Researchers find potential key to a future of flexible electronics

3/5/2019

UNIVERSITY PARK, Pa. – Conjugated polymers, plastics that conduct electricity like copper or silicon, hold promise for the creation of flexible electronics such as bendable displays and implantable biomedical sensors. Understanding charge transfer in these materials is key to creating such next-generation electronics and is the focus of a three-year, $1.3 million grant from the National Science Foundation (NSF).

The fundamental question this work aims to address is: What governs how quickly electrons move through polymeric materials that make up flexible electronics? This is important because if electrical charge is moving too slowly, then electronics themselves will perform slowly. Conjugated polymers in general exhibit lower charge mobilities than silicon, which is what non-flexible, conventional electronics are made of.

“If electrical charge is moving too slowly, then your display might refresh in minutes as opposed to 60 times a second,” Enrique Gomez, professor of chemical engineering and principal investigator on the NSF grant, said. “Or, your sensor might respond so slowly that it might miss being able to detect something simply because the electronics are not fast enough.”

These charges move along molecular chains, or “backbones.” The chains are on the scale of 10-50 nanometers. So, to cross a macroscopic distance, a molecular charge has to hop to a different chain. But in doing so, the charge slows down. This raises issues in the design of materials for flexible electronics that have design criteria different from regular electronics.

“Our goal is to design conducting materials that perform under whatever needed design criteria,” Enrique said. “So, you need to be able to develop some sort of description of how the molecular parameters, such as the chemical structure or molecular weight, will affect macroscopic properties. Basically, how will that affect mechanical properties and the ability to move charges?”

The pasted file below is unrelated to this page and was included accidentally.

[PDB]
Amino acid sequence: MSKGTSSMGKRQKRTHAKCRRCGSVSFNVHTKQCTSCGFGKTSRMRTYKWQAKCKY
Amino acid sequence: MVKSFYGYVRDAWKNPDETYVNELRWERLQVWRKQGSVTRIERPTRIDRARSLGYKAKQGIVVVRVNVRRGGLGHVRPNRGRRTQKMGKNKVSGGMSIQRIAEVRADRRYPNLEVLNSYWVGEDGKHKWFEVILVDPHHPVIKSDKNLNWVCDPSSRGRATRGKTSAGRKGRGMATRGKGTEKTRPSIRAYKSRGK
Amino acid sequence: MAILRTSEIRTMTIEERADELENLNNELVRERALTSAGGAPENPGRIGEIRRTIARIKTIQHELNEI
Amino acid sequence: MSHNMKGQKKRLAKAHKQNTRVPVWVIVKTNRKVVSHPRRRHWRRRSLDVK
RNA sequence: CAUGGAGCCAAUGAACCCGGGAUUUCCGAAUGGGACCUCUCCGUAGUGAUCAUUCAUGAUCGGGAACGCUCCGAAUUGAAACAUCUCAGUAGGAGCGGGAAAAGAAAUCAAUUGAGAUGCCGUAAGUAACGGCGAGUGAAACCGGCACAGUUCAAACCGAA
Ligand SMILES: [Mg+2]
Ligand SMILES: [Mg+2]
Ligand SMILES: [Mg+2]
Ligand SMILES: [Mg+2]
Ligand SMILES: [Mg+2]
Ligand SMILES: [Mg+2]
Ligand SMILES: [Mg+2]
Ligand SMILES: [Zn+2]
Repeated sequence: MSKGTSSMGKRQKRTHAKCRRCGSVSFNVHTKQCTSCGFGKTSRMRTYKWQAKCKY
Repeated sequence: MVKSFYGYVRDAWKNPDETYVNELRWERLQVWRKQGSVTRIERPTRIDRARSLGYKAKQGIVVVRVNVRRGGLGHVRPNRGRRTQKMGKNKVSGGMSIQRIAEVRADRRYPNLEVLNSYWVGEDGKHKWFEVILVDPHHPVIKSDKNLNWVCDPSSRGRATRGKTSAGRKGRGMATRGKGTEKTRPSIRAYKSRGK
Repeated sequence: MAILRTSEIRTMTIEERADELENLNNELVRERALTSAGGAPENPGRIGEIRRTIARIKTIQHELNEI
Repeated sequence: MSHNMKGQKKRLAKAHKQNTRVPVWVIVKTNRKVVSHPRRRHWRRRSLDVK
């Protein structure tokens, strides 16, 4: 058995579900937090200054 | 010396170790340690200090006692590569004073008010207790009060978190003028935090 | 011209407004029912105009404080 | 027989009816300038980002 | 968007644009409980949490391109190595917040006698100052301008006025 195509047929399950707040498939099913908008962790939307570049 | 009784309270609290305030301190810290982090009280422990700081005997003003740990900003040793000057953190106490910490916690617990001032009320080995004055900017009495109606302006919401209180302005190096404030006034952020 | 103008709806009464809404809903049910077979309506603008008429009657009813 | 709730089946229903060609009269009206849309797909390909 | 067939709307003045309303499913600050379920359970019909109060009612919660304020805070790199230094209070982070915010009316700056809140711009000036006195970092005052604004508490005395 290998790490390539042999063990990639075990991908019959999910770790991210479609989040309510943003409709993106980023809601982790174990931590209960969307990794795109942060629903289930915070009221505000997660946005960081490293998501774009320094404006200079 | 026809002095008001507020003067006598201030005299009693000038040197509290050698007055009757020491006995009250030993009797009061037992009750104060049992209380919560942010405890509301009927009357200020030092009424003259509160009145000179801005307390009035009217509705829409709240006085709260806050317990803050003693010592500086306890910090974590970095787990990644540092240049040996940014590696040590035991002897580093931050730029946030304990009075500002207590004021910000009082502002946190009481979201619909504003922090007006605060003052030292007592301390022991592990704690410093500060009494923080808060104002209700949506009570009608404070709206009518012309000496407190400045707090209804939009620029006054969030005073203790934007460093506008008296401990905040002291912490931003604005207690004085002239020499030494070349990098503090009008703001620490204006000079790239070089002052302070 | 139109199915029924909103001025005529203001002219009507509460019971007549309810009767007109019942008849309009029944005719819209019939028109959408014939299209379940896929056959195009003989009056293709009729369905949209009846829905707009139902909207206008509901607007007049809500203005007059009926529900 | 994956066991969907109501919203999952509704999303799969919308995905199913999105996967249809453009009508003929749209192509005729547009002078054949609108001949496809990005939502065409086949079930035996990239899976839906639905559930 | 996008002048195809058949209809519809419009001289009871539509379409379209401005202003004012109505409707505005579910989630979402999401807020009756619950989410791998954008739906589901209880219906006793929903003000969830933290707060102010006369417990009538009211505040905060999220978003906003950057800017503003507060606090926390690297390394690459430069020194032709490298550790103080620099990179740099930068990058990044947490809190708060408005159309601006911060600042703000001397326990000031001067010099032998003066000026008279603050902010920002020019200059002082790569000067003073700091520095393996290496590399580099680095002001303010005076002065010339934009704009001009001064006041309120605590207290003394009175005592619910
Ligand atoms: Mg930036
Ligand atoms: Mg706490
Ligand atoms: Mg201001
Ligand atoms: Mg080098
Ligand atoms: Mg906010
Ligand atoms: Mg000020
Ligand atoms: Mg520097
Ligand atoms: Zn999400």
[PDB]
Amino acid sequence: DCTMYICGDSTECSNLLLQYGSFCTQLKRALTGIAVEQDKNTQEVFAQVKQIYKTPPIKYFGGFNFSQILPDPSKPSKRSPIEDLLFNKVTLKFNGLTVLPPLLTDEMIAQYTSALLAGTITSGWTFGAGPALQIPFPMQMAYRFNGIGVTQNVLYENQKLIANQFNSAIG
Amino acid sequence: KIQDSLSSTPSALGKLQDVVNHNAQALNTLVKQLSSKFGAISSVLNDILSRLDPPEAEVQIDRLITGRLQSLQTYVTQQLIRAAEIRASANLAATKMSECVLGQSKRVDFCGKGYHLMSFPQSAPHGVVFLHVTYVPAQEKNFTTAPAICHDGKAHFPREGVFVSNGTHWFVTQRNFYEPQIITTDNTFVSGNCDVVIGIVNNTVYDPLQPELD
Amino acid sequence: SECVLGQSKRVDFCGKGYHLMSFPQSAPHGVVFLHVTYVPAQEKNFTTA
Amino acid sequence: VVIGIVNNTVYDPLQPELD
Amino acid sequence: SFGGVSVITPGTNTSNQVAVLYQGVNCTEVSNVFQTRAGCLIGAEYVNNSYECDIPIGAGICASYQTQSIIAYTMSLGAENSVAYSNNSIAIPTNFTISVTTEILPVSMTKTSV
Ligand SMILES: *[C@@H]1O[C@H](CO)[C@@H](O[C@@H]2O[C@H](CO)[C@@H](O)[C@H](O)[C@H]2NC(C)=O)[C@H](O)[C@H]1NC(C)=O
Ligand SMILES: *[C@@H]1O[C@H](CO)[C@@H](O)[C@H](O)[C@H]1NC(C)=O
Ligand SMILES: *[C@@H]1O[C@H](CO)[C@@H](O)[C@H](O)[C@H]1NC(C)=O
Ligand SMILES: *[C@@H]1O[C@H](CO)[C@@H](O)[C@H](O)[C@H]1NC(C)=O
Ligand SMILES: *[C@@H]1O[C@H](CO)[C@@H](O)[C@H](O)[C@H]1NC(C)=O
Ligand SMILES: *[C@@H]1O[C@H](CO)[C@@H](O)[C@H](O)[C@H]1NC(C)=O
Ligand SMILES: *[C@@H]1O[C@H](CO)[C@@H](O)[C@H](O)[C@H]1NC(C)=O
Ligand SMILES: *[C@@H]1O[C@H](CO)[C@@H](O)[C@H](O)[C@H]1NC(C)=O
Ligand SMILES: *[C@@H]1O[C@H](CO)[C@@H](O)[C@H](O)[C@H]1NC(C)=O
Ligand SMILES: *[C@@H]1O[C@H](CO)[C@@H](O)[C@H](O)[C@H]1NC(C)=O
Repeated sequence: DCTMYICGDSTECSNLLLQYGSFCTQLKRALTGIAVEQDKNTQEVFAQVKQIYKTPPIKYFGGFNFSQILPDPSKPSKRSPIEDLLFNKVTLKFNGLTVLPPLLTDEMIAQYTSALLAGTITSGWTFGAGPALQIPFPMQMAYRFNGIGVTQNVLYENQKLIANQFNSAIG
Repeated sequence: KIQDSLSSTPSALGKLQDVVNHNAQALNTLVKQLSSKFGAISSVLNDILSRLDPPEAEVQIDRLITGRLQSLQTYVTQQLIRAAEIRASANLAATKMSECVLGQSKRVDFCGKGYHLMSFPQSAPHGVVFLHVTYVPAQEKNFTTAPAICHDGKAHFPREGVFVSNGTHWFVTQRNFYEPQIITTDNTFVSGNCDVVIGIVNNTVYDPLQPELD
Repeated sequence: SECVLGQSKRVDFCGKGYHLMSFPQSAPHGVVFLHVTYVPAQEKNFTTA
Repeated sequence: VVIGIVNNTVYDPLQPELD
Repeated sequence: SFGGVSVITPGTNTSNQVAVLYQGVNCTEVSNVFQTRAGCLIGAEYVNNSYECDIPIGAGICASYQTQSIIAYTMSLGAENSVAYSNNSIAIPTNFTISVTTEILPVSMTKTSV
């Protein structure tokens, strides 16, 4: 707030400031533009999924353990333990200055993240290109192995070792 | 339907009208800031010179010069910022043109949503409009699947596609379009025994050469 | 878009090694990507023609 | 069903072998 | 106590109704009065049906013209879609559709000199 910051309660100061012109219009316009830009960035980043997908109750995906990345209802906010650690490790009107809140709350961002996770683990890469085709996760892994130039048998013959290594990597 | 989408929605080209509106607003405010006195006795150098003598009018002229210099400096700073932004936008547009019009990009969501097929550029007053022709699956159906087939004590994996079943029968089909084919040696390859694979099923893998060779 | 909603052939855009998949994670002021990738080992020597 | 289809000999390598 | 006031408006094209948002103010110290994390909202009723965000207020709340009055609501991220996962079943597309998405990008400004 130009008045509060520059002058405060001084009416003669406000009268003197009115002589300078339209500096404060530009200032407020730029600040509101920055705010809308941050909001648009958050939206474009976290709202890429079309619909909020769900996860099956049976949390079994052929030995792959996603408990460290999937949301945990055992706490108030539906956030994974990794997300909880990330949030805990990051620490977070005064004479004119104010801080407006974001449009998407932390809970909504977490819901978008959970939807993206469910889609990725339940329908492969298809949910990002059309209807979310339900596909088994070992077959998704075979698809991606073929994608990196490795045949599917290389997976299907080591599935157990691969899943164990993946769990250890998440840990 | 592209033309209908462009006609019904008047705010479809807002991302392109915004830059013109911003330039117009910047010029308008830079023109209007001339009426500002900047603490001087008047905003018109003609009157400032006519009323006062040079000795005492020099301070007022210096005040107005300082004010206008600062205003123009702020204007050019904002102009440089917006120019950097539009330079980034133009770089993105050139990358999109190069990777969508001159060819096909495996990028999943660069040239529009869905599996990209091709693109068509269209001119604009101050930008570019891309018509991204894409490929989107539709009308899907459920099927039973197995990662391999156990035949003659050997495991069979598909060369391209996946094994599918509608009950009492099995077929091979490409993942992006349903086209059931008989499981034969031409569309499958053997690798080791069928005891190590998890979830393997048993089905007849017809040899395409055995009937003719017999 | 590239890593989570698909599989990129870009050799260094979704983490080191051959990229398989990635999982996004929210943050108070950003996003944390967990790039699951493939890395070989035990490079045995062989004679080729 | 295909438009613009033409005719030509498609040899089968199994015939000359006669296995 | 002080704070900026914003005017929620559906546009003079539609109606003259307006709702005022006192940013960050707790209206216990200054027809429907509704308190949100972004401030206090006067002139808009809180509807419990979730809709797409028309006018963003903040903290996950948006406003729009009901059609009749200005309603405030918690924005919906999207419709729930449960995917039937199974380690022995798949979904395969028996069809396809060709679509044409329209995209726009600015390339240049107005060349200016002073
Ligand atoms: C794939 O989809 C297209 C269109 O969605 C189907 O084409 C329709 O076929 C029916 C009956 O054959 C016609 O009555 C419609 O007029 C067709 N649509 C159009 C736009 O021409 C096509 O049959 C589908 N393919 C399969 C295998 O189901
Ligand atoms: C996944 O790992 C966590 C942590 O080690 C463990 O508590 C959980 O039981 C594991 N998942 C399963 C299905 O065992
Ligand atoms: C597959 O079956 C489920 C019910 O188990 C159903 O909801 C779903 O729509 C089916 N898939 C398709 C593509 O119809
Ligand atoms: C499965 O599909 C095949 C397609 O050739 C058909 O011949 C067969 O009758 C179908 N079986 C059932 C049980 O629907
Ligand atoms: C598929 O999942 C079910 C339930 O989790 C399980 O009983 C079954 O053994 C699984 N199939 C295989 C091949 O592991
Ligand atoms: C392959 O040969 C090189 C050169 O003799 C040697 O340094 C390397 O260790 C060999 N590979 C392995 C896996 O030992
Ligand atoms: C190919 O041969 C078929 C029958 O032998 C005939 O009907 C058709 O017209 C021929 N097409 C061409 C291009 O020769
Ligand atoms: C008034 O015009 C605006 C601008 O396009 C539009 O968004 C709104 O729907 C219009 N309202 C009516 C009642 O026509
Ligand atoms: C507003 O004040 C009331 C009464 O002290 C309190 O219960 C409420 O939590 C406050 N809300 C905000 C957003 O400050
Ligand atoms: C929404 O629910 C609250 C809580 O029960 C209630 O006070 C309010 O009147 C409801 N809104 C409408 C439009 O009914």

For example, the design criteria for some displays is to have transistors with charge mobilities of around eight square centimeters per volt-second. Currently, the best polymeric materials can reach about 10 square centimeters per volt-second, which is slightly more, but variability is likely to lead to failure. “If we could design materials so that instead of mobilities of 10 [square centimeters per volt-second], you could reliably reach 20, it would make it more likely that someone could put a product like that into market,” Gomez said.

So, the challenge is to create a flexible conjugated polymer that consistently exhibits high charge mobilities. The researchers demonstrated that a potential solution is nematic order. Nematic order means that the backbones align themselves all in the same direction, much like the strands in a box of uncooked spaghetti. Using an analytic model, the researchers demonstrated nematic order leads to an enhancement in charge mobilities compared to when the chains are pointing in random directions.

Furthermore, as per their analytic model, the researchers predict that there is a quadratic dependence based on the molecular weight of the chain. “We predict that as the molecular weight increases, charge mobilities would increase, and that is a direct consequence of how quickly charges can move through the backbone as opposed to having to hop between the backbones,” Gomez said. “We may be able to predict what molecular weight is needed to achieve fast transport for a given polymer. In other words, we can almost give you molecular weight cutoffs, meaning anything below this molecular weight hurts your ability to move these charges.”

Gomez stresses that the results of their work are rather general.

“We argue that this is a fundamental result, it’s analytical, not a simulation,” he said. “This is an underlying effect that must be true for chain-like semiconductors, and our assumptions are pretty straightforward.”

While there are still questions as to the effect of nematic order on charge transport in conjugated polymers, Gomez notes that this is a significant step in understanding how charges move through these materials. In turn, it is possibly getting closer to the production of a new breed of electronics, from flexible screens to flexible solar cells to implantable biomedical devices.

“This work brings us a step closer to designing new materials for flexible electronics,” Gomez said.

The research team’s findings were published in ACS Central Science, a journal of the American Chemical Society. Other researchers include Scott Milner, William H. Joyce Chair Professor of Chemical Engineering, and Wenlin Zhang, who participated in this research while a Penn State doctoral candidate in chemical engineering and is now a post-doctoral researcher at the University of Michigan.

 

 

 

 

 

Share this story:

facebook linked in twitter email

MEDIA CONTACT:

Jamie Oberdick
jco11@psu.edu

 
 

About

The Penn State Department of Chemical Engineering, established in 1948, is recognized as one of the largest and most influential chemical engineering departments in the nation.

The department is built upon the fundamentals of academic integrity, innovation in research, and commitment to the advancement of industry.

Department of Chemical Engineering

121 Chemical and Biomedical Engineering Building

The Pennsylvania State University

University Park, PA 16802-4400

Phone: 814-865-2574